Education in Northern Ireland: A House Divided

  • Mary Gethins


Historical, religious, political and cultural differences between people of mainly native Irish Roman Catholic and numerically larger (in total) Protestant Churches are reflected in two separate education systems in Northern Ireland since Partition (1922). Unsuccessful attempts by the Westminster Government from 1944 to implement parallel policies and structures are shown to be unsuccessful, for example, to introduce comprehensive education in the 1960s. From thirty years of civil unrest prior to the Belfast Agreement (1998), however, progress is demonstrated by local individuals and groups in the form of structural and curricular change, using education as a means to improve community relations. Stalemate in the devolved parliament at Stormont since early 2017 is seen likely to continue indefinitely and to have an adverse effect on provision of education and other public services.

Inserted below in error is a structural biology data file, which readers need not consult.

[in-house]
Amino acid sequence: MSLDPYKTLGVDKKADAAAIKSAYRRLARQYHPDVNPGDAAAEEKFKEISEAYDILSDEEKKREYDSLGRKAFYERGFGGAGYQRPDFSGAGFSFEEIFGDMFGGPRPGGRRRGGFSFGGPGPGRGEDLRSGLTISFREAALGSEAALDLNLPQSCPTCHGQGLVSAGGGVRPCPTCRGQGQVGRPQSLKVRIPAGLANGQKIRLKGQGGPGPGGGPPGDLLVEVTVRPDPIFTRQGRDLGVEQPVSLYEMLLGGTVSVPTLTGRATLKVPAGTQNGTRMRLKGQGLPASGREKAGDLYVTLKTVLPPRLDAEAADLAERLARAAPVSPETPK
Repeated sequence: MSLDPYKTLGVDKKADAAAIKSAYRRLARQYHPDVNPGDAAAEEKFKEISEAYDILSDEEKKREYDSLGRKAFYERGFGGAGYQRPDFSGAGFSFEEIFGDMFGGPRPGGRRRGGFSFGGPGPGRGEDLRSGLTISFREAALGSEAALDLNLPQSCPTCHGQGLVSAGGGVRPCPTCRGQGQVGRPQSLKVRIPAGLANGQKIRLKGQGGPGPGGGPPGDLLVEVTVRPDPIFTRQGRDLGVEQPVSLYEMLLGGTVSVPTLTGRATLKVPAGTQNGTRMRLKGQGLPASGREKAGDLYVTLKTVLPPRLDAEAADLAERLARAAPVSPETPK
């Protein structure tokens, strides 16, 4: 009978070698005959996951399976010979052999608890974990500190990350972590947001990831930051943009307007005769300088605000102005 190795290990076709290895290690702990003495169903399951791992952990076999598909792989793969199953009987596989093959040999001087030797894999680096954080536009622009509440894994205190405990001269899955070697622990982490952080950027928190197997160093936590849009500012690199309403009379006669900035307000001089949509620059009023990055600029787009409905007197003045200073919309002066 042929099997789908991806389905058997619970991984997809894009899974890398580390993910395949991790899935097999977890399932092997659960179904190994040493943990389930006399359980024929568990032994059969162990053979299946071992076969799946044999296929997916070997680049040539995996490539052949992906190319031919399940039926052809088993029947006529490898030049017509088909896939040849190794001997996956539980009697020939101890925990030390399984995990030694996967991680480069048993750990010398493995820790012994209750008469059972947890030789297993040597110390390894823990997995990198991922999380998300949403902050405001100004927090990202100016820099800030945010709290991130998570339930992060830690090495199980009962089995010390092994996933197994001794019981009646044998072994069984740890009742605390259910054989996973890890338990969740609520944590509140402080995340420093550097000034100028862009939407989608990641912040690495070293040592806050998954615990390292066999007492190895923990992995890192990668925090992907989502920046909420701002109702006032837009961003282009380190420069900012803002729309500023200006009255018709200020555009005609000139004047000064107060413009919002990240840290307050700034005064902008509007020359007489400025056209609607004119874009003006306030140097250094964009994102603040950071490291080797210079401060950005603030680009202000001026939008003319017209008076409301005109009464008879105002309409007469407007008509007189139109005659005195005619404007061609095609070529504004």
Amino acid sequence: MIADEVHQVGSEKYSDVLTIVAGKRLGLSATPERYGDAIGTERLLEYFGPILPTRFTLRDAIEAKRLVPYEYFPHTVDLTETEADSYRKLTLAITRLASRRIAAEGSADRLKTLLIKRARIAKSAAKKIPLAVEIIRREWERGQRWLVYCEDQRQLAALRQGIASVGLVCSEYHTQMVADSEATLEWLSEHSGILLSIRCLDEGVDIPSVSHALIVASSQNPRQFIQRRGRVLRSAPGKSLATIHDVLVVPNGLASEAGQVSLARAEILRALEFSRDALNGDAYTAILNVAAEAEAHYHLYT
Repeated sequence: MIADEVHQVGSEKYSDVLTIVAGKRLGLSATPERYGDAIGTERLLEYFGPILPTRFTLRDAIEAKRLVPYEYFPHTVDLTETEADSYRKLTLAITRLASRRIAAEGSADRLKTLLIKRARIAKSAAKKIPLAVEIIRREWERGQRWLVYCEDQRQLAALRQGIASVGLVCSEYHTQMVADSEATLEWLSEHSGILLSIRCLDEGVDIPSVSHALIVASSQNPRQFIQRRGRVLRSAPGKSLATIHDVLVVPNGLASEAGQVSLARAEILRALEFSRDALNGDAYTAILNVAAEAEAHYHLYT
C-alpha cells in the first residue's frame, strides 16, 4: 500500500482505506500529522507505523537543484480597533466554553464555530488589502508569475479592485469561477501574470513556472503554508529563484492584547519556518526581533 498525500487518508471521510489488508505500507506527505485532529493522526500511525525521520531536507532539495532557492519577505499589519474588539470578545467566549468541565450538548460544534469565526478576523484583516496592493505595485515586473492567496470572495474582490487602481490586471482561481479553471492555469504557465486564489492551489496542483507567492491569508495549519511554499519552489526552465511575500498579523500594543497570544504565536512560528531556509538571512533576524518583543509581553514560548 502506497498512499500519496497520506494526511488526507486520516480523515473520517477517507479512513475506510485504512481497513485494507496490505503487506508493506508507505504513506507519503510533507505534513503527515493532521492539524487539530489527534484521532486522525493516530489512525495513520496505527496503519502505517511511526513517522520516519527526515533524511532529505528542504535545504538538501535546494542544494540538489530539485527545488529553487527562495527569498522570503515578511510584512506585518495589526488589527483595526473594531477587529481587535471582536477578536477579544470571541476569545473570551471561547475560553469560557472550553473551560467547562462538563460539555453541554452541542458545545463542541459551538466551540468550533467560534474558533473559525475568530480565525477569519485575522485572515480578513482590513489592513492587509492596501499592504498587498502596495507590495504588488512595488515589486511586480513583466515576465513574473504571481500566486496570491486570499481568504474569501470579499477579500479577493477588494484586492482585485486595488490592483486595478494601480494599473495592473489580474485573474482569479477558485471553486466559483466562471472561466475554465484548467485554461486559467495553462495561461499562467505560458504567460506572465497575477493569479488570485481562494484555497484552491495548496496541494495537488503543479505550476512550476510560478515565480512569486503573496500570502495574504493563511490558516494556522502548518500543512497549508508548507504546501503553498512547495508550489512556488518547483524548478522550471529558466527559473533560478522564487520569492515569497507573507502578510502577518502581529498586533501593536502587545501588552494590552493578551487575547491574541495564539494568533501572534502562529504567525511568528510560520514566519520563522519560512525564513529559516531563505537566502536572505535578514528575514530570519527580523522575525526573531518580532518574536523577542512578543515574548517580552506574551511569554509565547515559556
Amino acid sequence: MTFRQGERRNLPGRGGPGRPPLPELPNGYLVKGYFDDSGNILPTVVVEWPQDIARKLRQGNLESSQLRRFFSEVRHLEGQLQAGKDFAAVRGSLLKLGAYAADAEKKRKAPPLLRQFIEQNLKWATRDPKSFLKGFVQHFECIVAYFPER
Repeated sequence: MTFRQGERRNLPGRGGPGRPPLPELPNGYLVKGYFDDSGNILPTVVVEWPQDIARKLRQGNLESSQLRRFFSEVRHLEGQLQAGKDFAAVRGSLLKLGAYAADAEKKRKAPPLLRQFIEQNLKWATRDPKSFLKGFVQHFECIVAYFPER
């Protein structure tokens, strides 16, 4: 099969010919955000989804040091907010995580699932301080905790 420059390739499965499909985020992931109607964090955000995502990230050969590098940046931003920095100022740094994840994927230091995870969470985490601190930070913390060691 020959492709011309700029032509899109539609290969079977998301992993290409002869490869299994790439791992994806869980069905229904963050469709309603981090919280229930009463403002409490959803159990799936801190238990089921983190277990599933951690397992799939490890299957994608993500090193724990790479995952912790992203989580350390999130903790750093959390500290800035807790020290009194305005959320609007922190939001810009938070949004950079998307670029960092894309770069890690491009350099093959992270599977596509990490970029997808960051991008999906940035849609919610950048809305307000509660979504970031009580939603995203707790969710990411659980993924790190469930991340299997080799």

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Copyright information

© The Author(s) 2018

Authors and Affiliations

  • Mary Gethins
    • 1
  1. 1.LurganNorthern Ireland, UK

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